Stewart also hands Sean Hannity his testicles on a platter for the umpeenth time (not a particularly difficult feat to pull off) and punctures another popular right-wing talking point: that the attention focused on an event like Ferguson or the death of Trayvon Martin is way out of proportion to the attention given to the killings of black citizens that occur in some cities on a daily basis. In the words of one clueless Foxster:

If I were African-American, I would be outraged that more journalists aren’t covering what’s happening in Chicago, and more outraged that people like Al Sharpton and Jesse Jackson don’t head to those areas.

Which is an amazingly brainless comment for at least three reasons. First, as Stewart facetiously asks, “Why all the interest in holding police officers to a higher standard than gangs?” And second, it’s not an either/ or proposition; and as it turns out, those African-American leaders whom the wingers so often upbraid for not addressing gang violence have been very involved in, um, addressing gang violence. Third, there are good reasons for the discrepancy in media coverage: see Trayvon Martin and the “Double Standard “Standard, Part 1 and Part 2.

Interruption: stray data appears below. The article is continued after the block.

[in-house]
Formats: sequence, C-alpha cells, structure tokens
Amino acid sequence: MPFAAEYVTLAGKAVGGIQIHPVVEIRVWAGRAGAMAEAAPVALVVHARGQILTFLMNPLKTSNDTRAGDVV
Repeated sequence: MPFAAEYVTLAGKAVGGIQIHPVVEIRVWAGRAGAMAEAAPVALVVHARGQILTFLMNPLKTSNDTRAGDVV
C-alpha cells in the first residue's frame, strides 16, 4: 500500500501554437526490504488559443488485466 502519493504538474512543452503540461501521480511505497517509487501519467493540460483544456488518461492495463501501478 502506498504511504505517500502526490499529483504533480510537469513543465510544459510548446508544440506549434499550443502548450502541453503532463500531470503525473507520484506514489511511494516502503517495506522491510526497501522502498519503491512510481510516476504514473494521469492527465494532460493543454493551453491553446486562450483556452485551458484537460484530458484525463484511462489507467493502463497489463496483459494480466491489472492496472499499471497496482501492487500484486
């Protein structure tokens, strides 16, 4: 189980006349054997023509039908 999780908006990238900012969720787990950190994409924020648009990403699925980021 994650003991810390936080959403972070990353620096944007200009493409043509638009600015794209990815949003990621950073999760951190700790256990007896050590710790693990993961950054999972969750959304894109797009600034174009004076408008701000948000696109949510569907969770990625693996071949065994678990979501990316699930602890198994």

Okay, we’re being hard on right-wingers here, but there’s a simple explanation: they’ve earned it.  Yet observers on both the left and the right tend to cloud the issue by conflating racism with racial bias. Racism is blatant and deliberate, and as such is readily noted. But racial bias is more subtle and unconscious, and therefore does a lot of damage under the radar.

Racism suggests that the Ferguson cop killed Michael Brown because he was black. That’s probably not true — although it doesn’t speak well for him that the KKK and other racists are rushing to his defense. What’s much more likely, however, is that Brown’s ethnicity contributed significantly to his being a “suspicious character” in the first place. No matter how you slice it, it’s quite possible, if not probable, that if he had been white, he’d still be alive. Compare what happened to him to what happened when a white man walked down the street brandishing a gun, threatening and insulting police and daring them to shoot him. And what did the police do? They negotiated with him for 40 minutes, pleading with him to put down the gun, and all but invited him home for tea.